January 12, 2015
Text by Caroline Cunningham
With the eye of an artist and the passion of a techie, Phil Nelson creates luminous, mesmerizing landscape photographs.
The sun is setting over a cerulean sea, or behind a distant valley that turns rich magenta in the fading light. Autumn leaves transform a hillside into a shimmering blaze of yellow; pink clouds float above a still harbor at dawn. We are surrounded by evanescent beauty, but don’t always stop to appreciate what’s before us. When we do, we often call to others to share in the wonder: “Come here! Look! Look at that!” We may even reach for our camera phones to record the scene, but these images invariably disappoint—we see them and think, “It was better than that.” Nature eludes our attempts to record its transcendent majesty.
But not always. Phil Nelson’s remarkable landscapes capture these fleeting moments of unexpected grandeur, and demonstrate both the photographer’s keen creative vision and his grasp of how technology can be utilized to realize that vision. As he says, “What the camera delivers isn’t what you first saw. But the raw data is in there, and I can pull out the details to make the images that I want.”
Nelson is a persuasive advocate for how technology can enhance the artistic process, and dismisses with a cheerful laugh any perception that this represents a compromise of a “pure” image. “That’s just nonsense,” he says. “Ansel Adams was doing some version of this in his lab decades ago, and he’d be all over Photoshop today, too.”
Nelson is an artist first and foremost, but he’s also an expert technician with an enduring interest in understanding the way things work. “I was always the kind of kid who took things apart, just so I could put them back together,” he confesses.
The parallel inclinations to tinker and create, nurtured in an extended family of artists and art historians, continued through high school, where Nelson took courses in photography and drafting, and into college, where he explored graphic design and filmmaking. He started a company with three friends in New York City, focused on animation and advertising, and was always looking for innovative ways to approach their projects.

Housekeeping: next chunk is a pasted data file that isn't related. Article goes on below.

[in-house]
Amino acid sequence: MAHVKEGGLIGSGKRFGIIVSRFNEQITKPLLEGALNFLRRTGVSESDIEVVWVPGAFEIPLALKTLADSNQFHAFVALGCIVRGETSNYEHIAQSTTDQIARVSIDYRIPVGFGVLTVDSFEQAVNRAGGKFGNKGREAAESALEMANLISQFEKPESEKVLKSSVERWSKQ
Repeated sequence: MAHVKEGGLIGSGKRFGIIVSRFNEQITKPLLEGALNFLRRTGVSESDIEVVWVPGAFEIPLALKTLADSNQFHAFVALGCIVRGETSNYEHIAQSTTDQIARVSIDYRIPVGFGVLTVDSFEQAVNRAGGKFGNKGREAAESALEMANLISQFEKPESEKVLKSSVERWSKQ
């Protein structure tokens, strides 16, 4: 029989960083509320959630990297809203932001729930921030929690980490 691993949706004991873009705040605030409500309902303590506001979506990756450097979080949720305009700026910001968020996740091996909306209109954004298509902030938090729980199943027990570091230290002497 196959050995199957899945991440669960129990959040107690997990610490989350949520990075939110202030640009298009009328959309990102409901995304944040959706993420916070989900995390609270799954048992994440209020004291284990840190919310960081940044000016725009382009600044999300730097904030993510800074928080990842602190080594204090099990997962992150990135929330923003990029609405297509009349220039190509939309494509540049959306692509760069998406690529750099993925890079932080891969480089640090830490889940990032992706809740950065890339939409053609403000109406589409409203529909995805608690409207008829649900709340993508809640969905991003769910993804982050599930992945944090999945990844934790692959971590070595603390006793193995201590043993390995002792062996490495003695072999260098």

Enter Apple, and its early Macintosh computers. As Nelson says, “It was very obvious what they were doing, which was changing the world. I saw the beginning of this huge revolution and thought, ‘I just have to work for them.’”
And so he did, leading seminars in desktop publishing and graphic design all over the country for almost a decade. After leaving Apple, Nelson went on to Adobe Systems as a corporate account manager, working with clients across the advertising, publishing, and entertainment industries. He then developed a field of expertise in the area of color management and measurement, and has given hundreds of presentations on how to maintain consistent color throughout the photographic workflow—a process that is even more complex and demanding than it sounds.
During these various, but interconnected, careers, Nelson continued to pursue his quiet passion for photography, mastering technologies around lighting, digital cameras, and printing almost as quickly as they emerged.
A breakthrough moment occurred when he sent the photographs he’d taken during a bicycle trip in France to Backroads, the company that had organized his holiday. Backroads used these gorgeous images in their promotional literature, and sent him to the Loire Valley the following year for more. Soon thereafter, Nelson launched his fine-arts photography business.
Nelson’s extraordinary photographs document scenes that, with their saturated color and pristine detail, seem at once somewhat surreal and absolutely familiar. We’ve stood on that dock at sunrise; we’ve walked along that beach, or wandered up that mountain trail. It is Nelson’s masterful use of natural light, framing, and perspective, along with his technical wizardry in processing his images, that creates this sense of intimacy. We are drawn into the photograph; we can feel the wind in the trees along Lake Tahoe, or hear gentle waves breaking along the shores of Stony Creek. Nelson may capture specific moments in time, but the sentiment behind his luminous work is that beauty in the natural world is both spectacular and timeless. •